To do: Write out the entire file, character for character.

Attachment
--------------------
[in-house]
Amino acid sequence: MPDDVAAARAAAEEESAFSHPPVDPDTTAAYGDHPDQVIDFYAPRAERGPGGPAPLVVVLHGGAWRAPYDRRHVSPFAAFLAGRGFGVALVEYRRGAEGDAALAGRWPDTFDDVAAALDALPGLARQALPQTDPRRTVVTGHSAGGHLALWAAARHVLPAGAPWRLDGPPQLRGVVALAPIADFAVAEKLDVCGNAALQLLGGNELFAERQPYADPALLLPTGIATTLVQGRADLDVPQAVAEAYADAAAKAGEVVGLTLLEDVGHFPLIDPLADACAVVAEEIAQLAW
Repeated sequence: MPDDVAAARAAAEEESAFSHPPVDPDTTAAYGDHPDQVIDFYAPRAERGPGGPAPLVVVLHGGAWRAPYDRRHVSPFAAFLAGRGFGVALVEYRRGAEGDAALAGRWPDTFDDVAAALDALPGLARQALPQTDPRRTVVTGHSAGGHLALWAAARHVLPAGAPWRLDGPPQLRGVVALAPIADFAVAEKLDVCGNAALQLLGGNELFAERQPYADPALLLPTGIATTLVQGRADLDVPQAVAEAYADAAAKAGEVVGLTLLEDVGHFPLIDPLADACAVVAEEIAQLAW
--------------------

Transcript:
[in-house]
Amino acid sequence: MPDDVAAARAAAEEESAFSHPPVDPDTTAAYGDHPDQVIDFYAPRAERGPGGPAPLVVVLHGGAWRAPYDRRHVSPFAAFLAGRGFGVALVEYRRGAEGDAALAGRWPDTFDDVAAALDALPGLARQALPQTDPRRTVVTGHSAGGHLALWAAARHVLPAGAPWRLDGPPQLRGVVALAPIADFAVAEKLDVCGNAALQLLGGNELFAERQPYADPALLLPTGIATTLVQGRADLDVPQAVAEAYADAAAKAGEVVGLTLLEDVGHFPLIDPLADACAVVAEEIAQLAW
Repeated sequence: MPDDVAAARAAAEEESAFSHPPVDPDTTAAYGDHPDQVIDFYAPRAERGPGGPAPLVVVLHGGAWRAPYDRRHVSPFAAFLAGRGFGVALVEYRRGAEGDAALAGRWPDTFDDVAAALDALPGLARQALPQTDPRRTVVTGHSAGGHLALWAAARHVLPAGAPWRLDGPPQLRGVVALAPIADFAVAEKLDVCGNAALQLLGGNELFAERQPYADPALLLPTGIATTLVQGRADLDVPQAVAEAYADAAAKAGEVVGLTLLEDVGHFPLIDPLADACAVVAEEIAQLAW